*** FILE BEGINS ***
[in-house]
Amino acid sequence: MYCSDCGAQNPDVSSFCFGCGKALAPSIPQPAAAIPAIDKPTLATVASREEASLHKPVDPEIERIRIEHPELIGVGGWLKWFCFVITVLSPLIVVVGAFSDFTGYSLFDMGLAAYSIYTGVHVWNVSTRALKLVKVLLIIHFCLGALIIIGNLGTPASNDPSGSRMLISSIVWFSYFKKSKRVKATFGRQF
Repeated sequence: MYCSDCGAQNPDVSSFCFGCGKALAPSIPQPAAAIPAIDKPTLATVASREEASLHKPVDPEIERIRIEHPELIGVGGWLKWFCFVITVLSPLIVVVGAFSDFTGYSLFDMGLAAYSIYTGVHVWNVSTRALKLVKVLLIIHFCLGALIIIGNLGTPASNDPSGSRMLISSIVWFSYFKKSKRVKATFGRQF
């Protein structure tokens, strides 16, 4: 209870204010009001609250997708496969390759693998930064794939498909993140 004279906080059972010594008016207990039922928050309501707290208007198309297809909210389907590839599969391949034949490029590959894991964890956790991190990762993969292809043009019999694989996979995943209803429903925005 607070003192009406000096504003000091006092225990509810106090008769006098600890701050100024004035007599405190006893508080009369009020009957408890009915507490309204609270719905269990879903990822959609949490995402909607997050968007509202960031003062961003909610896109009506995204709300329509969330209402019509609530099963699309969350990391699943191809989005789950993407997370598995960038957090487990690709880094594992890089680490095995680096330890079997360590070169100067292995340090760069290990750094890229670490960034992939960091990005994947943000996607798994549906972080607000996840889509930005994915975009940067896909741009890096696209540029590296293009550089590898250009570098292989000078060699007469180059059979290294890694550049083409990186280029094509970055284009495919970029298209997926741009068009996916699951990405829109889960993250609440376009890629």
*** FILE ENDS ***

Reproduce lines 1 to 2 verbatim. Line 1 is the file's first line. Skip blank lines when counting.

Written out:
[in-house]
Amino acid sequence: MYCSDCGAQNPDVSSFCFGCGKALAPSIPQPAAAIPAIDKPTLATVASREEASLHKPVDPEIERIRIEHPELIGVGGWLKWFCFVITVLSPLIVVVGAFSDFTGYSLFDMGLAAYSIYTGVHVWNVSTRALKLVKVLLIIHFCLGALIIIGNLGTPASNDPSGSRMLISSIVWFSYFKKSKRVKATFGRQF